In 2014, more than 60% of all foreign nationals looking to retire in South Africa were from Europe and an estimated R7.5 billion a year was being pumped into the economy by retired foreign nationals.
Immigration lawyer Gary Eisenberg said that despite some negative perceptions of SA from a political, safety and economic risk perspective, foreigners still considered it an important retirement destination. He said the South African government welcomed retirees.
“The department of home affairs evaluates each application to ensure the retiree is not a burden on the state or job market. “But government recognises these individuals have a tremendous amount to offer both the economy, as well as the social fabric of the communities in which they live.”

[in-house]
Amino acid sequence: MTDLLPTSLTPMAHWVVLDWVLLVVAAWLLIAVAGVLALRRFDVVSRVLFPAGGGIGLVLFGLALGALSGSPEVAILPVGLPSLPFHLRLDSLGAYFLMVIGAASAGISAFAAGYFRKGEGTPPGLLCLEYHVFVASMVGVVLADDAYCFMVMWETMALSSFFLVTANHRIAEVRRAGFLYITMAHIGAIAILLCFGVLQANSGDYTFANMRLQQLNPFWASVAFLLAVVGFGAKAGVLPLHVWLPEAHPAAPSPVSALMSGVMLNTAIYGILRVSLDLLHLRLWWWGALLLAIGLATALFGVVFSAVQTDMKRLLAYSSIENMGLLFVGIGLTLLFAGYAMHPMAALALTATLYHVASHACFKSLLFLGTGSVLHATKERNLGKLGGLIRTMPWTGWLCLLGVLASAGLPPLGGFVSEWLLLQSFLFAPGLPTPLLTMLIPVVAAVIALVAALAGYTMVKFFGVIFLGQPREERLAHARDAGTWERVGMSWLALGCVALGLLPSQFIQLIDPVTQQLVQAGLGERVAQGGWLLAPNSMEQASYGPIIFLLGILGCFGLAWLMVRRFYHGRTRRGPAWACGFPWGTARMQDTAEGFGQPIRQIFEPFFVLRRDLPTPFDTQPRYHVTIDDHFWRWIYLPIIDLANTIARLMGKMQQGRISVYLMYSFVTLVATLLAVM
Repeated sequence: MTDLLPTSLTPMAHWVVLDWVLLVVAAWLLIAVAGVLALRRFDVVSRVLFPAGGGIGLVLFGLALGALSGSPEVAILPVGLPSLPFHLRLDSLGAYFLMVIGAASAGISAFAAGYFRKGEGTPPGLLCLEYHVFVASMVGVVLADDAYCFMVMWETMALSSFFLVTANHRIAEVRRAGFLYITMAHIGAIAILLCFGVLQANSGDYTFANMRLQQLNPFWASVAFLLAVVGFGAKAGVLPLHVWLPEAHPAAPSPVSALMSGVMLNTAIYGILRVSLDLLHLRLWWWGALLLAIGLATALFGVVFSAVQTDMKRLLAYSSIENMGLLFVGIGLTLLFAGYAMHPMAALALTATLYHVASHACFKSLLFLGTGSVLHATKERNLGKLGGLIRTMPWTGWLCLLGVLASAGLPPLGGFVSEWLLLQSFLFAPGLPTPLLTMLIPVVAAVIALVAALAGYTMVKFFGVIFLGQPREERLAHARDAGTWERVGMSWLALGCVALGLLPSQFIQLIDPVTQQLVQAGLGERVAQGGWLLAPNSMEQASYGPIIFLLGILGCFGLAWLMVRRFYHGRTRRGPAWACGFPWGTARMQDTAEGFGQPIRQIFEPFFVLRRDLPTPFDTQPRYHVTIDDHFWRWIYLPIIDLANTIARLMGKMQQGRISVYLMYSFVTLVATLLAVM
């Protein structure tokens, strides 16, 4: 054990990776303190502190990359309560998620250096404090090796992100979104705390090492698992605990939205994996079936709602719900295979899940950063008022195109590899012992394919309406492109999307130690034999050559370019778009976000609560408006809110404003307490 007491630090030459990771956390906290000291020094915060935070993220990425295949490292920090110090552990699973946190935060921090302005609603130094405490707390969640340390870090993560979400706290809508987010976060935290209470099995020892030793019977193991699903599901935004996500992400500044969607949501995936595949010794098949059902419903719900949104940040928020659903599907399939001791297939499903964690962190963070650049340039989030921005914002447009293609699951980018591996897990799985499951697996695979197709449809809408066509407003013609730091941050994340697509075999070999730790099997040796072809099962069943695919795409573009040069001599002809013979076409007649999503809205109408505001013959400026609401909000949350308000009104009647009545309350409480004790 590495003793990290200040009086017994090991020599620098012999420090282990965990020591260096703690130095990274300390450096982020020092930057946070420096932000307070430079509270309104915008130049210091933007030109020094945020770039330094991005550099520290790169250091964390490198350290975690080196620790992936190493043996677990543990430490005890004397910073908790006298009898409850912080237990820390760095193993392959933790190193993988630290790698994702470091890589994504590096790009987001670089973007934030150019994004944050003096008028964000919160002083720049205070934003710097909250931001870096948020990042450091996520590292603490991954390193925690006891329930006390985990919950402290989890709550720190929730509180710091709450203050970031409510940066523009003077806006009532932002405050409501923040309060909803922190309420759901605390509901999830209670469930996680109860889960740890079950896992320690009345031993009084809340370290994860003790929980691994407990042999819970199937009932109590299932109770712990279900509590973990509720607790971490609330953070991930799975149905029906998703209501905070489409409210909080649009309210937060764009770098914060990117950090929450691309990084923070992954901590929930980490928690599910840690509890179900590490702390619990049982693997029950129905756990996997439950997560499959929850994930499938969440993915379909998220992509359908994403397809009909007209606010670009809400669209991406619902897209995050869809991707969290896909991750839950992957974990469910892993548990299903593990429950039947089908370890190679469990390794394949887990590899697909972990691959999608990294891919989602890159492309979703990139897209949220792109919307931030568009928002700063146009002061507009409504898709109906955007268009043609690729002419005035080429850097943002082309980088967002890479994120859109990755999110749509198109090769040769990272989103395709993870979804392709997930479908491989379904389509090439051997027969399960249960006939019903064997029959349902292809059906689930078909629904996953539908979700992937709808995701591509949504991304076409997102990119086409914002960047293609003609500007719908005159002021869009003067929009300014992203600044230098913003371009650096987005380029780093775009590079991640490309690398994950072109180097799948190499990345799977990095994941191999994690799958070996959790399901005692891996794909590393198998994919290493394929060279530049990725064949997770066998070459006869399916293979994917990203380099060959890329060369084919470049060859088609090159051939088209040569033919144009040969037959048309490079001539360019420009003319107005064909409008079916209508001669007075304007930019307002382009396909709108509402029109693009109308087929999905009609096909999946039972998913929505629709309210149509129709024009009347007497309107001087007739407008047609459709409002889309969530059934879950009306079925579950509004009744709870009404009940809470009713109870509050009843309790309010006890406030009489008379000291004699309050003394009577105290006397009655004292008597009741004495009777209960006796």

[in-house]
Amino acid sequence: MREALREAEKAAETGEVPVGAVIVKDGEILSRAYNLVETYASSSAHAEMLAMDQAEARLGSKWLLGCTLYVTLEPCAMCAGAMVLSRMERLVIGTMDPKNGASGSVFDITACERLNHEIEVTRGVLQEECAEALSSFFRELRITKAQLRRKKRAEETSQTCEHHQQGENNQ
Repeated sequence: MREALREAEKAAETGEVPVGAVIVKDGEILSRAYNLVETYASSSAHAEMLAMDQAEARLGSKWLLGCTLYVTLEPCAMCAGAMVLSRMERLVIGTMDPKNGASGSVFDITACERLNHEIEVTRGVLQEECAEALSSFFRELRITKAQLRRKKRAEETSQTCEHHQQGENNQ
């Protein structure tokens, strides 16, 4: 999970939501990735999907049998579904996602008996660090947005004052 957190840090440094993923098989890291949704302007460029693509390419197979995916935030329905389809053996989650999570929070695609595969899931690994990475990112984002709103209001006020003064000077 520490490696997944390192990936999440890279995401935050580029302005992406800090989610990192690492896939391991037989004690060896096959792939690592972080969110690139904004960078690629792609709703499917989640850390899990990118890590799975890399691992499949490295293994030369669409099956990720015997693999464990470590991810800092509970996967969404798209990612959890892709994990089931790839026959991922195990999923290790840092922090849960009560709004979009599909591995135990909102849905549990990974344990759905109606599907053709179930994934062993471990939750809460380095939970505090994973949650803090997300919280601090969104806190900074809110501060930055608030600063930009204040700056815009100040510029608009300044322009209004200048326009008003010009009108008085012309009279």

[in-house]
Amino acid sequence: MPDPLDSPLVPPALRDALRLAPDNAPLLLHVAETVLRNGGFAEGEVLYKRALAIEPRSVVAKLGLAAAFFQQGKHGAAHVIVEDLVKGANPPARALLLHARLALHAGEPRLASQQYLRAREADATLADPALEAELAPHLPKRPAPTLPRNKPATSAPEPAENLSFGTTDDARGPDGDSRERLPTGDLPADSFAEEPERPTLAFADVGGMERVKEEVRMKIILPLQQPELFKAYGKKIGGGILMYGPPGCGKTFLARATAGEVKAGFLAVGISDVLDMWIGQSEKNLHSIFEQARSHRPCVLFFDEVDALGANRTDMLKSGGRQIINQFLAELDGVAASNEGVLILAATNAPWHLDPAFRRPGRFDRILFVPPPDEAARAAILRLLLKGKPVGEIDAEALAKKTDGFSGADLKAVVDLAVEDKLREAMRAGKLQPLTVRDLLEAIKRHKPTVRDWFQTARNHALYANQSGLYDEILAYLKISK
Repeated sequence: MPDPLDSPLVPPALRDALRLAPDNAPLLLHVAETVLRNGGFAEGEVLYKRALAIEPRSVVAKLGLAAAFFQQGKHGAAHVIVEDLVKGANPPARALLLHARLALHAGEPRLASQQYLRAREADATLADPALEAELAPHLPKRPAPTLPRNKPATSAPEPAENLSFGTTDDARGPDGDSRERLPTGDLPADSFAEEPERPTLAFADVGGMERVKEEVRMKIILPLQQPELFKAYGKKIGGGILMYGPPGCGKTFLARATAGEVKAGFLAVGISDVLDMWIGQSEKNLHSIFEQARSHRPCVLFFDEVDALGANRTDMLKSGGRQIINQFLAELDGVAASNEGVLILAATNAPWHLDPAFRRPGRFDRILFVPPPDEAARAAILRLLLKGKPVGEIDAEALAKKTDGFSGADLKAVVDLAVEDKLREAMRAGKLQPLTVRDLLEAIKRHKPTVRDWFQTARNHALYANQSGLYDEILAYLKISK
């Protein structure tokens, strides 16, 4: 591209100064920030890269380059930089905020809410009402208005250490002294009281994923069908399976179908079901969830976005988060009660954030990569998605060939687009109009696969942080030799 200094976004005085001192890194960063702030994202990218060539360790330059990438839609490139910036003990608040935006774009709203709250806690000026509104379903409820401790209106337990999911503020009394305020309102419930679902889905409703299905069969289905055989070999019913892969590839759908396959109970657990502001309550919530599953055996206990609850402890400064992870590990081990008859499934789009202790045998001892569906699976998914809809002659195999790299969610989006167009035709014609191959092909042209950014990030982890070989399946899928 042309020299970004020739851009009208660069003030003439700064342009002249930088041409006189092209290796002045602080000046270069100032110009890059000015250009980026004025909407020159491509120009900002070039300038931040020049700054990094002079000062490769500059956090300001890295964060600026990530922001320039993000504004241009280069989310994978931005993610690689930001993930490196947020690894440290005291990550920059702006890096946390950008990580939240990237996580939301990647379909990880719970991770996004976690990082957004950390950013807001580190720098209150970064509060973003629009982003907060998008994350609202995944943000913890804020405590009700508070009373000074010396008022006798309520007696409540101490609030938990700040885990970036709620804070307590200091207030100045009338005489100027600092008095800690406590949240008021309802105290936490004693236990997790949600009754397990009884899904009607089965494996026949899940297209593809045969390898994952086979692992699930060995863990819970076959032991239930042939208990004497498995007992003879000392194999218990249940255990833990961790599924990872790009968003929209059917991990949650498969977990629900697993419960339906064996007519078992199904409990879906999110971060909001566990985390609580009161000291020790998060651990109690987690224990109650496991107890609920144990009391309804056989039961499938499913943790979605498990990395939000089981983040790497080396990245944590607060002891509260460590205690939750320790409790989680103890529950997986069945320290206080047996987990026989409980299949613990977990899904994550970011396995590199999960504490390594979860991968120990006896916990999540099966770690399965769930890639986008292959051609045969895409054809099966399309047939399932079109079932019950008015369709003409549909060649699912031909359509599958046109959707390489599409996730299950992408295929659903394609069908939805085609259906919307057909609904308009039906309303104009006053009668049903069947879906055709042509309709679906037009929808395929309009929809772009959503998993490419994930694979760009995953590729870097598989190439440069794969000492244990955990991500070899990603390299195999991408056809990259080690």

Of 680 temporary retired person applications in 2014, 26% were issued to nationals from the United Kingdom, 16.5% from Germany, 6.8% from the Netherlands, followed by contributing countries such as Switzerland, Ireland and France and Italy. This is despite the results of the Global Retirement Index, compiled by Natixis Global Asset Management last year, which said SA was among the worst countries to retire in.
The index looks at retirement security in each country in terms of material well-being, health, finances and quality of life. Of the 150 countries evaluated in 2015, SA ranks 130th – the 21st worst country for retirees in the world. But some of the factors attracting foreign retirees to SA, according to Eisenberg, were the predominance of the English language, strong historical ties with German and Dutch nationals, good weather and the weakness of the rand.